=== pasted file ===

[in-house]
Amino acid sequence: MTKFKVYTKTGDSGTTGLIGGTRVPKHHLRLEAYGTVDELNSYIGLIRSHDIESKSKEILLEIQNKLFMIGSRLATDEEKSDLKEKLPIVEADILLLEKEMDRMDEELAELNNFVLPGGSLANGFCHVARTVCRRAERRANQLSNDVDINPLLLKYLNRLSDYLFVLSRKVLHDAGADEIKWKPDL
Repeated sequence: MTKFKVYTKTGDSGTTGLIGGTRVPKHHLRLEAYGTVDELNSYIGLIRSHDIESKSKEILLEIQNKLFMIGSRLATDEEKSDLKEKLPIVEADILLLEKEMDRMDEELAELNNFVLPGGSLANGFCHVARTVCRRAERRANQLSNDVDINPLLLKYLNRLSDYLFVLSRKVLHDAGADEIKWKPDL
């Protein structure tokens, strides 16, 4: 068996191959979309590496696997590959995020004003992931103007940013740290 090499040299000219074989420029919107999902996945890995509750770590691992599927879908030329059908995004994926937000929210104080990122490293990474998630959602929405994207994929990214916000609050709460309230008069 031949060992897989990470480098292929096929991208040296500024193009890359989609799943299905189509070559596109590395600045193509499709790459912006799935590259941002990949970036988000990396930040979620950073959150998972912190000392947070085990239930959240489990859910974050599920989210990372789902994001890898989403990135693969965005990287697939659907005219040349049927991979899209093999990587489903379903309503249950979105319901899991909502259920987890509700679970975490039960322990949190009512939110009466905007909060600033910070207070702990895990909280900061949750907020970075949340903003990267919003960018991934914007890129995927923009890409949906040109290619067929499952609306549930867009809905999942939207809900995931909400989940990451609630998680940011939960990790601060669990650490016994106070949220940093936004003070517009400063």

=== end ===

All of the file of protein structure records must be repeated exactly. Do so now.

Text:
[in-house]
Amino acid sequence: MTKFKVYTKTGDSGTTGLIGGTRVPKHHLRLEAYGTVDELNSYIGLIRSHDIESKSKEILLEIQNKLFMIGSRLATDEEKSDLKEKLPIVEADILLLEKEMDRMDEELAELNNFVLPGGSLANGFCHVARTVCRRAERRANQLSNDVDINPLLLKYLNRLSDYLFVLSRKVLHDAGADEIKWKPDL
Repeated sequence: MTKFKVYTKTGDSGTTGLIGGTRVPKHHLRLEAYGTVDELNSYIGLIRSHDIESKSKEILLEIQNKLFMIGSRLATDEEKSDLKEKLPIVEADILLLEKEMDRMDEELAELNNFVLPGGSLANGFCHVARTVCRRAERRANQLSNDVDINPLLLKYLNRLSDYLFVLSRKVLHDAGADEIKWKPDL
């Protein structure tokens, strides 16, 4: 068996191959979309590496696997590959995020004003992931103007940013740290 090499040299000219074989420029919107999902996945890995509750770590691992599927879908030329059908995004994926937000929210104080990122490293990474998630959602929405994207994929990214916000609050709460309230008069 031949060992897989990470480098292929096929991208040296500024193009890359989609799943299905189509070559596109590395600045193509499709790459912006799935590259941002990949970036988000990396930040979620950073959150998972912190000392947070085990239930959240489990859910974050599920989210990372789902994001890898989403990135693969965005990287697939659907005219040349049927991979899209093999990587489903379903309503249950979105319901899991909502259920987890509700679970975490039960322990949190009512939110009466905007909060600033910070207070702990895990909280900061949750907020970075949340903003990267919003960018991934914007890129995927923009890409949906040109290619067929499952609306549930867009809905999942939207809900995931909400989940990451609630998680940011939960990790601060669990650490016994106070949220940093936004003070517009400063």